The intervention of nations into the affairs of others is one of history’s inevitabilities. Interests collide and interlock; states want to change the conduct of others. What is interesting—and perilously relevant—is why they do it, what means they use, and how far they are prepared to go.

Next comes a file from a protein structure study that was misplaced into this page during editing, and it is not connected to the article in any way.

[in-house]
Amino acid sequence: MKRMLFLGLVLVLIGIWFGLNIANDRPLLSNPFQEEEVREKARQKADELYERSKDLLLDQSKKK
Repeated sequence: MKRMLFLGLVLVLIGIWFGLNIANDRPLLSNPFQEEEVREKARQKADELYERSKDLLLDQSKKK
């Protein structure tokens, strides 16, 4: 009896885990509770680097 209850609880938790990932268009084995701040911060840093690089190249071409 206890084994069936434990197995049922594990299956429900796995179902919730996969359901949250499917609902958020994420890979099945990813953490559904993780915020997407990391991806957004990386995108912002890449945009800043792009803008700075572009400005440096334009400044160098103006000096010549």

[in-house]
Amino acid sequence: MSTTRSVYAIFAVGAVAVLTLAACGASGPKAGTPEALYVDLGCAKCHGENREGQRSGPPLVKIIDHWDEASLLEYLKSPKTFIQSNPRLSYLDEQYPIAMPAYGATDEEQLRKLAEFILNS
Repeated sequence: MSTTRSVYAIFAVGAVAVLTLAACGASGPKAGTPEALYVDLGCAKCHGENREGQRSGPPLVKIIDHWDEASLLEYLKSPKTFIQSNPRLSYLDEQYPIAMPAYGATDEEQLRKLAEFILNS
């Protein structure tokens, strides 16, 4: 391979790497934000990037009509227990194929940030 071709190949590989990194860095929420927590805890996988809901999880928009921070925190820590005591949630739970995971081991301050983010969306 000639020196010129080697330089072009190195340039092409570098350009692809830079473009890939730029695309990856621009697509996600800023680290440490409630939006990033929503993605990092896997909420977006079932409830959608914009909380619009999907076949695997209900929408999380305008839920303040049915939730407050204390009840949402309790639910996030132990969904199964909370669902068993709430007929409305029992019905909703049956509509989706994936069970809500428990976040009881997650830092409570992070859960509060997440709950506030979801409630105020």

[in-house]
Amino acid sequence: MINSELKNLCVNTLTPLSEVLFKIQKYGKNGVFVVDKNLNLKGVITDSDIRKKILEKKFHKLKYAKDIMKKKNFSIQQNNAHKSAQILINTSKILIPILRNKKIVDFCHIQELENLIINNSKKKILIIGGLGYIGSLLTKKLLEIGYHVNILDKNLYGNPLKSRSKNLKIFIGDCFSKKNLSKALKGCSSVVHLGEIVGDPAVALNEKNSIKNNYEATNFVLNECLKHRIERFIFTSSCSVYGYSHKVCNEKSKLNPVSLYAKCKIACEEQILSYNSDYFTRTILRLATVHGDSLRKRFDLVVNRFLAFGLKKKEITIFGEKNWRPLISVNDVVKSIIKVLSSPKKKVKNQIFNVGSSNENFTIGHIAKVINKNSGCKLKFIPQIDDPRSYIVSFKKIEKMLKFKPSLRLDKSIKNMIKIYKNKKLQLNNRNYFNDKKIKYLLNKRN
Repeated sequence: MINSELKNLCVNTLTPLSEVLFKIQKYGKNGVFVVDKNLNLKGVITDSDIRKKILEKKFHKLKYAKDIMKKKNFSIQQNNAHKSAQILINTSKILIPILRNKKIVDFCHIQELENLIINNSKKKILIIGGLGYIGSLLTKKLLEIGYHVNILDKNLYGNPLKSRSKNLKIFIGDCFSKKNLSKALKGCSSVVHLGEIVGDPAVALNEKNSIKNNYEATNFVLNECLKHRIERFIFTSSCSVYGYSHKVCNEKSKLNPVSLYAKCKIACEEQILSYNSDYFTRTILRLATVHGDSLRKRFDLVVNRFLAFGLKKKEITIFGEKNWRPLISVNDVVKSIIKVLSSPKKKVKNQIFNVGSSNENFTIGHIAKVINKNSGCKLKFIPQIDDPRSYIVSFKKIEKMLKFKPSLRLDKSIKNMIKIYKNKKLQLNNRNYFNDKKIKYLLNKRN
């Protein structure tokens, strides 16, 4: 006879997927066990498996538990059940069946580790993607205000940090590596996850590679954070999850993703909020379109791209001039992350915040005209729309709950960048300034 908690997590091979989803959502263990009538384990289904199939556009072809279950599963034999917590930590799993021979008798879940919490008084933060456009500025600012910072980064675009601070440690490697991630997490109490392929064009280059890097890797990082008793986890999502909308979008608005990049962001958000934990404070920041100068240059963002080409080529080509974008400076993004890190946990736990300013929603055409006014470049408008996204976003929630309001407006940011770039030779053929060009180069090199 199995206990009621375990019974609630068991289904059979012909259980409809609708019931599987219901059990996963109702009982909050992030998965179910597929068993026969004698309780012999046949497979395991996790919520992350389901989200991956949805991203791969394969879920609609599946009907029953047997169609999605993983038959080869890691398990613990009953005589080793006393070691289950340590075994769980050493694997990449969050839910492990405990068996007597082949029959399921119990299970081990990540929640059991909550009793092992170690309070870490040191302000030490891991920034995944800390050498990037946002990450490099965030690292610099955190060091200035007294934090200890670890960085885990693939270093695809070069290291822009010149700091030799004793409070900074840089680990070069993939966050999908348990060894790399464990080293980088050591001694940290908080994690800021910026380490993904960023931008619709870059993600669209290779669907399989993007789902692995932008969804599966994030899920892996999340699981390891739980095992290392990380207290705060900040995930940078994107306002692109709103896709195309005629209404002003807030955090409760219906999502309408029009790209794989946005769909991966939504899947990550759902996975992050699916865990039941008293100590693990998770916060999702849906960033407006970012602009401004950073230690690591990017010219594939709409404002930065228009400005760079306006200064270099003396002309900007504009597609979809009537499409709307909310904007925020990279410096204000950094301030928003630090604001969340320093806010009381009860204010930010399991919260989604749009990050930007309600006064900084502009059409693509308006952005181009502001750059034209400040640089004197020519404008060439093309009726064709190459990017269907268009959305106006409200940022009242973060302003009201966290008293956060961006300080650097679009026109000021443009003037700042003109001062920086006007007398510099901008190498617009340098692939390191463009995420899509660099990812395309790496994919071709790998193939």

In American policy today, the great controversy arises not so much from the fact that we are intervening abroad as from the scale and character of our interventions. In Vietnam, in Latin America, in Western Europe, an American political intervention was well established, supported by an American public consensus, and tolerated (or even welcomed) by the greater part of the international community, long before the present policy crisis. What seems to have gone wrong is that the United States has crossed a threshold of acceptable means. The objection is to the use of war as an instrument of intervention in Vietnam, large-scale military intervention in a Caribbean political crisis, the kind of pressures we have employed to attempt to isolate France and to affect West German policy. The judgment in these cases is that our methods are disproportionate to what reasonably can be expected to be achieved....
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